Guidelines for what can be copied can be found in sections 1-5 of the Brandon University Fair Dealing Policy. In brief, a single copy can be made for the purposes of private study, education or research from a lawful copy of a work. The copy must be a small part of a published work.
You can make multiple copies of material to distribute to students in class or include in coursepacks (including online readings) if you meet one of the following conditions:
(a) you hold the copyright
(b) you have received permission to copy from the copyright holder (if the students and faculty of the university already has access to the material, then permission may already exist, please check with the library)
(c) copyright protection has expired or never did apply (i.e., items in the public domain)
(d) the material is open access material (it was published in open access publications, works placed in Institutional Repositories or other repositories such as www.cnx.org and works under Creative Commons licenses)
(e) the material is part of the Access Copyright repertoire and no more than 20 percent of a book is copied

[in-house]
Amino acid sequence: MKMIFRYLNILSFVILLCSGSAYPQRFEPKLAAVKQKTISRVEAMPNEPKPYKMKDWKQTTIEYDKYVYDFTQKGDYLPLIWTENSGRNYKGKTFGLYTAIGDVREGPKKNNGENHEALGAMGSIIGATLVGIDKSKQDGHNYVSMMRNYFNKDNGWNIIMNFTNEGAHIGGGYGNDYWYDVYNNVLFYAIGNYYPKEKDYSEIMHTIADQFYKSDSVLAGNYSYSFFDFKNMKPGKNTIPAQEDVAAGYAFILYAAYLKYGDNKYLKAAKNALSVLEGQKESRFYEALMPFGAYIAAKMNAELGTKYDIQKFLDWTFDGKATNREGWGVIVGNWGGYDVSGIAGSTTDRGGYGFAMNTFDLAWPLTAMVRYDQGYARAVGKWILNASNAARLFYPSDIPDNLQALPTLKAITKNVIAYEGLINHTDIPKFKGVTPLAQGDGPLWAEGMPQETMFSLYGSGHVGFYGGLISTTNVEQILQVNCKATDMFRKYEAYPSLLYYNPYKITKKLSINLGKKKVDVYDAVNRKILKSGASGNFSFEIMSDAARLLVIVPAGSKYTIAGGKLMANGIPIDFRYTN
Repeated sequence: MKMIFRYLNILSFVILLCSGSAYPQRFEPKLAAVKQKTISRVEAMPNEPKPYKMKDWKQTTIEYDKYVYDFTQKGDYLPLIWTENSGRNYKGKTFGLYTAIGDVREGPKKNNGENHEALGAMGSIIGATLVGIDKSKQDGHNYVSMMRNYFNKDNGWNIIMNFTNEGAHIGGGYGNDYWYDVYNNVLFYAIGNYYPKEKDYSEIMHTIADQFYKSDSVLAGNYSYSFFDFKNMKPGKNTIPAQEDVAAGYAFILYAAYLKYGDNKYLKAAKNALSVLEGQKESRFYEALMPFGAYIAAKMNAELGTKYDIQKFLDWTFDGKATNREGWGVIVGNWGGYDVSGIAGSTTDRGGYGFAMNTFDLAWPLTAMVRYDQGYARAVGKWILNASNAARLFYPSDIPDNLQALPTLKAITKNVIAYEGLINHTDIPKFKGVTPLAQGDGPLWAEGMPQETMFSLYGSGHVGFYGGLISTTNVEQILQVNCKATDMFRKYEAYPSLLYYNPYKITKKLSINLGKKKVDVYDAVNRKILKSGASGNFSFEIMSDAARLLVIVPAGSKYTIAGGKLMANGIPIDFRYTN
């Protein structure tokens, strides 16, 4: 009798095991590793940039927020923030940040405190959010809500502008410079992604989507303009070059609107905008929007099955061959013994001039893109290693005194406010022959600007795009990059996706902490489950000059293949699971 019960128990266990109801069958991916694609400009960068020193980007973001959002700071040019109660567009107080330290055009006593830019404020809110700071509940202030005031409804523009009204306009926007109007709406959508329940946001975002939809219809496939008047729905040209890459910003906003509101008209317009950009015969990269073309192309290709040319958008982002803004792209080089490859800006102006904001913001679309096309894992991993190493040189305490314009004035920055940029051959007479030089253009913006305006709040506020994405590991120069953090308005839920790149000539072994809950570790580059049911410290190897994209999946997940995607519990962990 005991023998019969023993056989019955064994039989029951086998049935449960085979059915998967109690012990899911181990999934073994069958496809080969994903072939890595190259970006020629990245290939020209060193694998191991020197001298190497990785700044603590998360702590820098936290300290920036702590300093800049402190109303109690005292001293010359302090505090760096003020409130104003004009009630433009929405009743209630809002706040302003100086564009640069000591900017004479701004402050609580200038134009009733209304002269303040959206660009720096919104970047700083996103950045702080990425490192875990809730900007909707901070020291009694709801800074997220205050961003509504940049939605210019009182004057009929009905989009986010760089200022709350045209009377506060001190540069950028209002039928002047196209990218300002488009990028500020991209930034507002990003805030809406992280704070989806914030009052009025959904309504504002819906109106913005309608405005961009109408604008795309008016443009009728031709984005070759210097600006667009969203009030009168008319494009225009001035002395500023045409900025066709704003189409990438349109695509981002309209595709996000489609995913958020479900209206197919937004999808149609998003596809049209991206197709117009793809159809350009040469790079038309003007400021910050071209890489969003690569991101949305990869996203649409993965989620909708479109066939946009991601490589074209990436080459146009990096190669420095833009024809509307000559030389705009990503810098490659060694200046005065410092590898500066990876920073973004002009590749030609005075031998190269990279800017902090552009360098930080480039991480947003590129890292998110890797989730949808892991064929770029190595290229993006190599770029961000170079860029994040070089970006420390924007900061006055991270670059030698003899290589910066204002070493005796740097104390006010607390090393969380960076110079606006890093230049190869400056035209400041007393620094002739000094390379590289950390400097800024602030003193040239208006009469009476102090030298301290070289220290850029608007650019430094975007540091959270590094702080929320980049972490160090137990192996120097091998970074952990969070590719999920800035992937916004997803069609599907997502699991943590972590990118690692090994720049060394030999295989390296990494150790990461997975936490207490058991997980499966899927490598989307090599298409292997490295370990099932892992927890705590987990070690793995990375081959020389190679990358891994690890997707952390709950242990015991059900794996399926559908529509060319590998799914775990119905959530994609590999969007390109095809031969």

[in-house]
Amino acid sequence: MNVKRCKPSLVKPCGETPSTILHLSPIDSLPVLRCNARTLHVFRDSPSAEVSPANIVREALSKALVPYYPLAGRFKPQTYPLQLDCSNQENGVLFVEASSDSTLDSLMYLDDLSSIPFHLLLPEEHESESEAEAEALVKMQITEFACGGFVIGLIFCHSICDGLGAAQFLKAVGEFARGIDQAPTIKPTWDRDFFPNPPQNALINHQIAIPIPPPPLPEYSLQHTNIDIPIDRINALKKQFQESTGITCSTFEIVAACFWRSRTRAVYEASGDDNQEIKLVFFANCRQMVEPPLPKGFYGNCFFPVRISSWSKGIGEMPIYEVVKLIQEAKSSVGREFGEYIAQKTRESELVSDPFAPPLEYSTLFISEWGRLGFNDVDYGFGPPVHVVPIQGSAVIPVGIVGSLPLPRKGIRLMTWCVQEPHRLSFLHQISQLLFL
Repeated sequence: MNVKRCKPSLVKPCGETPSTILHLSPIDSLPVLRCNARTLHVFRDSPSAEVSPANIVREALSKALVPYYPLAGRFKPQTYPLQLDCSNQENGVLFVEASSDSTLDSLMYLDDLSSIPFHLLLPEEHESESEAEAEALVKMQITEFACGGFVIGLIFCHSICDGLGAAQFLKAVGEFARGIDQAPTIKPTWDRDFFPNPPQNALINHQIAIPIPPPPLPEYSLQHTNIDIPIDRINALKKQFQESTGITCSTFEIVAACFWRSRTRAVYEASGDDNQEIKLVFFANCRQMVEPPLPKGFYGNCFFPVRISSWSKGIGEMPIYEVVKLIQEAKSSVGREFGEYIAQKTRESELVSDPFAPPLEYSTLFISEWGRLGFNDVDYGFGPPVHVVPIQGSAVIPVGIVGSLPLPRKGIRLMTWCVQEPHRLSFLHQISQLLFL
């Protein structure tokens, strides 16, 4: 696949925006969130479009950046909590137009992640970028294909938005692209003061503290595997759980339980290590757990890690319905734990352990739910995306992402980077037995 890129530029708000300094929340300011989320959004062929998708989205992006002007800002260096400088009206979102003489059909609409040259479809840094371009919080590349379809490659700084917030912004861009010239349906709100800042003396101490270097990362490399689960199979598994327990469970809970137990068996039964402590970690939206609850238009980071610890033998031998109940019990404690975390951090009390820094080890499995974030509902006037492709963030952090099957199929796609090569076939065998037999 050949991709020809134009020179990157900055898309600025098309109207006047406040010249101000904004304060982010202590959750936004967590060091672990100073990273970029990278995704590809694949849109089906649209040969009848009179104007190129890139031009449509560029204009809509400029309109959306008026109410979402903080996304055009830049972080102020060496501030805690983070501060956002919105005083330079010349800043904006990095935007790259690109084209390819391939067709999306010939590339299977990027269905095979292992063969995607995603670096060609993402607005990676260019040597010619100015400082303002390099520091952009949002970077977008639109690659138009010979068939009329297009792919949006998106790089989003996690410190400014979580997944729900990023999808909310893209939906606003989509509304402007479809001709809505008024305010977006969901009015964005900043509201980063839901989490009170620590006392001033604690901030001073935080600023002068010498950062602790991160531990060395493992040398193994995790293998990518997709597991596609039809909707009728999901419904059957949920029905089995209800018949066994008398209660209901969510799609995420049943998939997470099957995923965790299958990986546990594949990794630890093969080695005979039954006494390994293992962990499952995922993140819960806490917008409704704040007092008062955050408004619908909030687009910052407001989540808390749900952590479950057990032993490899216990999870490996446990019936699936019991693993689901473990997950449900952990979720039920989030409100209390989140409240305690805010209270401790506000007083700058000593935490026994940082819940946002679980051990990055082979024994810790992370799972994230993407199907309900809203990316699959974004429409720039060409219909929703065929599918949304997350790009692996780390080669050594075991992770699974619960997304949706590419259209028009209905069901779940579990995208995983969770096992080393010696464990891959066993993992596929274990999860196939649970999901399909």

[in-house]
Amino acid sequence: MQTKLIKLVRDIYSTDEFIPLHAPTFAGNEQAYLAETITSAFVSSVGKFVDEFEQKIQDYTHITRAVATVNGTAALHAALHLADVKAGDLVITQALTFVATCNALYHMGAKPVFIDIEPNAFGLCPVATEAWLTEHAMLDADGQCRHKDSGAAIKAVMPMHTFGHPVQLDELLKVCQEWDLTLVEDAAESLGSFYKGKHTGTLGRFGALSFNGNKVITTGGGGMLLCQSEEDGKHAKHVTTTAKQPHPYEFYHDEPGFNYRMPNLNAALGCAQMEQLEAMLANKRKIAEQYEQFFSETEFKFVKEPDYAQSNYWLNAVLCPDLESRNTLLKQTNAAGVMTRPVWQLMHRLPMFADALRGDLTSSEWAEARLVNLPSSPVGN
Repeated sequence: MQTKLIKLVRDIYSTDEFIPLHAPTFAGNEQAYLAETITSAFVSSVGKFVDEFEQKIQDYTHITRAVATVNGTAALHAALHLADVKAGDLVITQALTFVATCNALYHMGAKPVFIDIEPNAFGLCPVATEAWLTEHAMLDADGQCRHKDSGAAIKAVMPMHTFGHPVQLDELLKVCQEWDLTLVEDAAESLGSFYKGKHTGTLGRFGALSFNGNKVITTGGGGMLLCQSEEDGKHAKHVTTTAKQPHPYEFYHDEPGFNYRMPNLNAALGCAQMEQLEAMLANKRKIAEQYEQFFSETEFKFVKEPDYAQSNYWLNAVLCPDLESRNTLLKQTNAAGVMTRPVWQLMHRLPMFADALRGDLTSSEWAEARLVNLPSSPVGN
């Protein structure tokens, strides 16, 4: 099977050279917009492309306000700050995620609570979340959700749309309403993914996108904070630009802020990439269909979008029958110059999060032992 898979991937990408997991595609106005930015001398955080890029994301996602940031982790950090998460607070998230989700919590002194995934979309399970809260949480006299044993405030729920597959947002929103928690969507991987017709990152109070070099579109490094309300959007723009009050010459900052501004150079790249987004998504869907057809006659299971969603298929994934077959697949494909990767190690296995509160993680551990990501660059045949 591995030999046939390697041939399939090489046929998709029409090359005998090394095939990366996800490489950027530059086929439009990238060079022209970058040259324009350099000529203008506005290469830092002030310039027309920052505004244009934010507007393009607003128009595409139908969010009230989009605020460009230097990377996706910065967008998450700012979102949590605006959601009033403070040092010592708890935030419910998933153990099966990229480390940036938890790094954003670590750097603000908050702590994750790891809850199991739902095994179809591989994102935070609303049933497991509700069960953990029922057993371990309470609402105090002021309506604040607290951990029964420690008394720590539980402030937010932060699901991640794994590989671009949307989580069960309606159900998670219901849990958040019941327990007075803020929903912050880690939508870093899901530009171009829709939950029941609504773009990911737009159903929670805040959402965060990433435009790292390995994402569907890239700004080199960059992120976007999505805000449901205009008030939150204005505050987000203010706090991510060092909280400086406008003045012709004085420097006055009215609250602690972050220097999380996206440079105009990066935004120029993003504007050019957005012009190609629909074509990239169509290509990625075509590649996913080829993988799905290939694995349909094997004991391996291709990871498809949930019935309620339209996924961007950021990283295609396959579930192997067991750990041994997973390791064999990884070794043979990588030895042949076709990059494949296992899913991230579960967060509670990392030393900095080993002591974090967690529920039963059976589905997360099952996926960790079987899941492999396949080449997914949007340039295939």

(f) you link to items in the library's licensed collection.
A coursepack is any collection of articles, book chapters or material that is distributed in any way to students. There does not have to be a charge to the students for a coursepack to be a coursepack.
Permission from the copyright holder will typically three steps: identification of the copyright holder, finding an address for the copyright holder and asking the copyright holder for permission. If the copyright holder is a large publisher, then they will likely have an office for copyright clearance, but they will probably ask for financial compensation. If the copyright holder is an individual or an educational institution, they may be harder to find, but they may be more inclined to grant permission without asking for additional financial compensation.